About Dmytro Balaba
Dmytro calls himself one of the most dedicated Scrum Masters/Agile Coach in the world 🙂 On his right-hand he has a tatoo with golden ratio, Fibonacci sequence. After almost 15 years of work in IT management Dmytro found himself balanced and happy. He’s been a full-time Scrum Master for more than 3 years.
Sometimes, in our role as Scrum Master we find teams that are not able to adopt Agile right away. The worst that could happen would be for us to send those teams to “Agile detention”. In this episode, we explore what Scrum Masters can do when their teams are just starting their Agile adoption journey, in organizations where Agile is not yet the standard approach to work.
About Andy Grosman
Andy has spent the past decade in various industries from Fortune 500 to small and mid-sized companies including Healthcare, Finance, Training and has a background in sales/marketing. He currently leads a team of Scrum Masters in the digital space as well as coaches teams. He has spoken at regional conferences and Agile Meetups on team-building for Distributed teams, how to blend Agile and personal productivity strategies, and how to influence without Authority. He used to live by the Waterfall but got bit by the Agile bug and now is spreading the Agile Mindset wherever he goes.
When Eddy started his Agile journey he was working as a tester. When he understood the power of the Agile approach, he immediately started telling others about it, and ended up training many of his colleagues in a transition. And through his failure to help the people and teams change, he understood a critical lesson about the role of Scrum Master and change agent. In this episode, we explore that critical lesson, and how Scrum Masters can help their teams change and evolve.
About Eddy Bruin
For many years, Eddy has been using serious games and learning metaphors to help teams and organizations move forward. He is an Agile and Test Coach with the mission to help teams deliver software people actually want to use while also enjoying their work. He helps teams to enable feedback loops continuously and likes to discuss all agile and test topics over a special beer. He loves to go to (un)conferences on serious games (for example Play14, Play4Agile), and also on Agile and Testing.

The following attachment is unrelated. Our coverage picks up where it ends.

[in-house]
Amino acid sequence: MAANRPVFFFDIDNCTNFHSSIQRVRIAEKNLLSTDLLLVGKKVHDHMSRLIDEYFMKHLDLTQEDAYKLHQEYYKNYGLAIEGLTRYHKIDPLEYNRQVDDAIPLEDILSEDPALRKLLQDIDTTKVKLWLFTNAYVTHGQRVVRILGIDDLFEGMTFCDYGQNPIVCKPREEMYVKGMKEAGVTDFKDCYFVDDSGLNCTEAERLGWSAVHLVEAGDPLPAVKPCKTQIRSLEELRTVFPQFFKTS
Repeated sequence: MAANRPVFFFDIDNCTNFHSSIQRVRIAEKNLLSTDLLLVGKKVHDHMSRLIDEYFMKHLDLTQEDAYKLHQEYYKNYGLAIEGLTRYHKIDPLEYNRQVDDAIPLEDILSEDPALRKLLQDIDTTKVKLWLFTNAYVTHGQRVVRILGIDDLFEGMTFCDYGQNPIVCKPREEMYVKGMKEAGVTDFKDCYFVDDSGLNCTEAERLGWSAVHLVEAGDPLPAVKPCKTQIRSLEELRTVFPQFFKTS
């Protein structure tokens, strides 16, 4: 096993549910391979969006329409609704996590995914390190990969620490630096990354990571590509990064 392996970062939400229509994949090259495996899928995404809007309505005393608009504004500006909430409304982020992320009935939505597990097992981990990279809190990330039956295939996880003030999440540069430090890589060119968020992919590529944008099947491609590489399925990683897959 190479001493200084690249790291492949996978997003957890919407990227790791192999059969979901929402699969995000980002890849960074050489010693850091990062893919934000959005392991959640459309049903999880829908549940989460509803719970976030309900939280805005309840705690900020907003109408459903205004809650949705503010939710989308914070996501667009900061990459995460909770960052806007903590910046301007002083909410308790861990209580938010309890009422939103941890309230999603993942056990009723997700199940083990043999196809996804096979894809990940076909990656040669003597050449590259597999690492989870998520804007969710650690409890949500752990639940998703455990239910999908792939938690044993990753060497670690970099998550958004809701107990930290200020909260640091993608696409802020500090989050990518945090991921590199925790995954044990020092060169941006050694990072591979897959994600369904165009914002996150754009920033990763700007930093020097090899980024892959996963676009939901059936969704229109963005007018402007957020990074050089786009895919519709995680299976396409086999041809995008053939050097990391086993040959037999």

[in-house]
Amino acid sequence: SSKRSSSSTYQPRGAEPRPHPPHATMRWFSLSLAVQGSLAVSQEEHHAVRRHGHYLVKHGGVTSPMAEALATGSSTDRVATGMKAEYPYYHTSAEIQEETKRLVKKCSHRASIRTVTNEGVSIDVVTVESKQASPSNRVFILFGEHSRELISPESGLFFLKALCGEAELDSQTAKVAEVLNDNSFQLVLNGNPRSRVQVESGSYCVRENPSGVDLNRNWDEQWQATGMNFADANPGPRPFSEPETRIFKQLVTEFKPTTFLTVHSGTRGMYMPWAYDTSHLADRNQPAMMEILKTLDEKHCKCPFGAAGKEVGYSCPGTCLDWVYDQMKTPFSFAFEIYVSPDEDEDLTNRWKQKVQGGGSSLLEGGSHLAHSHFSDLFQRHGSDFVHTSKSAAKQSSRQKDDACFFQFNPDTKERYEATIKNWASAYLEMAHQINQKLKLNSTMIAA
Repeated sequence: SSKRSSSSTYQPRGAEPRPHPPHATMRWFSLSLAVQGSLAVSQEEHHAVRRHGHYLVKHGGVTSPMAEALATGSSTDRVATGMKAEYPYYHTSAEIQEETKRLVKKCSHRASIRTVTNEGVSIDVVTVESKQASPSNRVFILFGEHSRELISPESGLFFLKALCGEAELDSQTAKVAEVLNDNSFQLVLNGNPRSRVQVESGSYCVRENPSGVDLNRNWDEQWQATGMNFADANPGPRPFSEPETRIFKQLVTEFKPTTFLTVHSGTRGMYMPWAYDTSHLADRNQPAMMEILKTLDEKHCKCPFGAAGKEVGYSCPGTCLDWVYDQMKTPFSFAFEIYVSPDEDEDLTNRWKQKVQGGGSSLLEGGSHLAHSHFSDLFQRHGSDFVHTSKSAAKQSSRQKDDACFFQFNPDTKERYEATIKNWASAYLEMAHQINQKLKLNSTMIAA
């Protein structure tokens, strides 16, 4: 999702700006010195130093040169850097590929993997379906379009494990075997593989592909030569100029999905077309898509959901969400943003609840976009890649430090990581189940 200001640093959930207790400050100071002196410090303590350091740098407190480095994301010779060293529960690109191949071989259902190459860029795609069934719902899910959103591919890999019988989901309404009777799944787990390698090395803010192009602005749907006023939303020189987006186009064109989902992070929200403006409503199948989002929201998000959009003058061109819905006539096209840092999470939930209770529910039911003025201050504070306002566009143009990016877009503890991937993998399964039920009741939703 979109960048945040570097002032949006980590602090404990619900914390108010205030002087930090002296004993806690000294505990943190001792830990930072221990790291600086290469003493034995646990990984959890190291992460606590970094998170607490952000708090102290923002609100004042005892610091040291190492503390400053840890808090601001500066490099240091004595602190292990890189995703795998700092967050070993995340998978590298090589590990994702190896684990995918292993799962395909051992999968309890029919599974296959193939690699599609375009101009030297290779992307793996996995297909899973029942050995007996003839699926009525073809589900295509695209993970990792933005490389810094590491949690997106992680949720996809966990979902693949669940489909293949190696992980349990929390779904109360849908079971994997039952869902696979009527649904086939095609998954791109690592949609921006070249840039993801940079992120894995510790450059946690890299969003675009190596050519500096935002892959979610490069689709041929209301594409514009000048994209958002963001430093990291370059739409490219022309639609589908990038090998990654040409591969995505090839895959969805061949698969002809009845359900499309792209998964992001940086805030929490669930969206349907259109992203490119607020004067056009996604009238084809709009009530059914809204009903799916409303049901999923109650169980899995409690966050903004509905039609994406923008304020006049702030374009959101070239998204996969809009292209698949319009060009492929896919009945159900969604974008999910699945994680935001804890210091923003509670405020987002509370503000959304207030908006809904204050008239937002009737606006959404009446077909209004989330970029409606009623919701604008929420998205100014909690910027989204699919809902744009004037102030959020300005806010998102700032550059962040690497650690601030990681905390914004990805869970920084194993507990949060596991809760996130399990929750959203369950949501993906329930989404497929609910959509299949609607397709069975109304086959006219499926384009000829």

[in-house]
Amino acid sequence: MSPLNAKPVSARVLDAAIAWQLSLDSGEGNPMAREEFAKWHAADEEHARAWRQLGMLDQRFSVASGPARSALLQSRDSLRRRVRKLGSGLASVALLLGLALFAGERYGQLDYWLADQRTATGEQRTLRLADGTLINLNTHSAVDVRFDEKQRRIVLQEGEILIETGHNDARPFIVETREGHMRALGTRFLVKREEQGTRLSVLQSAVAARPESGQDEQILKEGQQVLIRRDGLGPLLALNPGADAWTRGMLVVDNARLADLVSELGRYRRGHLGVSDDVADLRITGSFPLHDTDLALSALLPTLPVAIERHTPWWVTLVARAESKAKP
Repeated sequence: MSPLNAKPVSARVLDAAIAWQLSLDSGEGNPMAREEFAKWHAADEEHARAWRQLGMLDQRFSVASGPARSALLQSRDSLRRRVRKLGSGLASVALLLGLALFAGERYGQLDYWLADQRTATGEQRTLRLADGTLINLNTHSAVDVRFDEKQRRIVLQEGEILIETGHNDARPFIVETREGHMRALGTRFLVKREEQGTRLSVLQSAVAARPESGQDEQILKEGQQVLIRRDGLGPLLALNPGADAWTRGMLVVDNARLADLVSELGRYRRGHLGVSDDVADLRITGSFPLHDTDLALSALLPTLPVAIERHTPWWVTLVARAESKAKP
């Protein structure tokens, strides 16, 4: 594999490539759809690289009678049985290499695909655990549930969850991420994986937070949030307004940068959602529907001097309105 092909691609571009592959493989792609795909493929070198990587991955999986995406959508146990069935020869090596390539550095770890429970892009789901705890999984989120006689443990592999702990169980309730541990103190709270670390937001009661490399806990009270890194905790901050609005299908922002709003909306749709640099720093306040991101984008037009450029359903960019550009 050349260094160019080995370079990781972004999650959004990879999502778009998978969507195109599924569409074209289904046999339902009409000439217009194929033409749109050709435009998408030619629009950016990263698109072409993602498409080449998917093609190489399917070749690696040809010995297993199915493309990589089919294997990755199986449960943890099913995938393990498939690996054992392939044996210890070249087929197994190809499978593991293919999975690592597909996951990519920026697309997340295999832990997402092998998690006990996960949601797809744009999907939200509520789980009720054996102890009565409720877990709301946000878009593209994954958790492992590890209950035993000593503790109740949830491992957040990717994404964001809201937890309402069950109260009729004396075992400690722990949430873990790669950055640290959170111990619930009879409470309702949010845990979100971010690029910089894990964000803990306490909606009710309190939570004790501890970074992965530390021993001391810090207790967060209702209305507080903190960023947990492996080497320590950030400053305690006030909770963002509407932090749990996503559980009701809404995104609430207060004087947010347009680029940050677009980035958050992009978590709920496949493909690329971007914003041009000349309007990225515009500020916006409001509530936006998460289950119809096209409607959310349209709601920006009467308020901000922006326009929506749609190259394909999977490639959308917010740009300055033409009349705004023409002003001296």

As we start our journey as Scrum Masters, we are bound to find situations and team dynamics to deal with that we were either not familiar or not responsible for handling before.
Everyone will face one of those situations. In this episode, we talk about one such situation in Jim’s career. There was a pattern of behaviour happening that was destructive to the team, but Jim was unsure how to deal with it. Listen in to learn what he learned from that story, that you can also apply in your team when facing a similar situation.
About Jim Sammons
Jim is currently a Professional Scrum Trainer with Scrum.org and works with an amazing team at Insight as an Agile Coach and trainer for their clients around the world. His time as a Scrum Master was awesome and fueled his passion for agility at all levels.
When we take the role of the Scrum Master, many of us are jumping into a new experience. Something we’ve never done before. Whether you have a background in technology or project management, Scrum Master is likely to be a very different role.
In this episode, we discover through Martin’s story what are the most common anti-patterns that we take up as new Scrum Masters. Have you been too committed to the previous ways of working? Have you tried to teach, when the right stance to take was to listen and ask questions? Don’t despair, we’ve all been there and Martin shares his personal story, as well as what he learned from that about the core of the Scrum Master role.
About Martin Lambert
Martin’s an agile coach, trainer and scrum master. He’s a Northener making a living in the south of England and finds great energy and sense of purpose from the agile movement during the second act of his career. Loves the hills and being out on a road bike. And to all the European listeners, he says: “sorry for you know what”.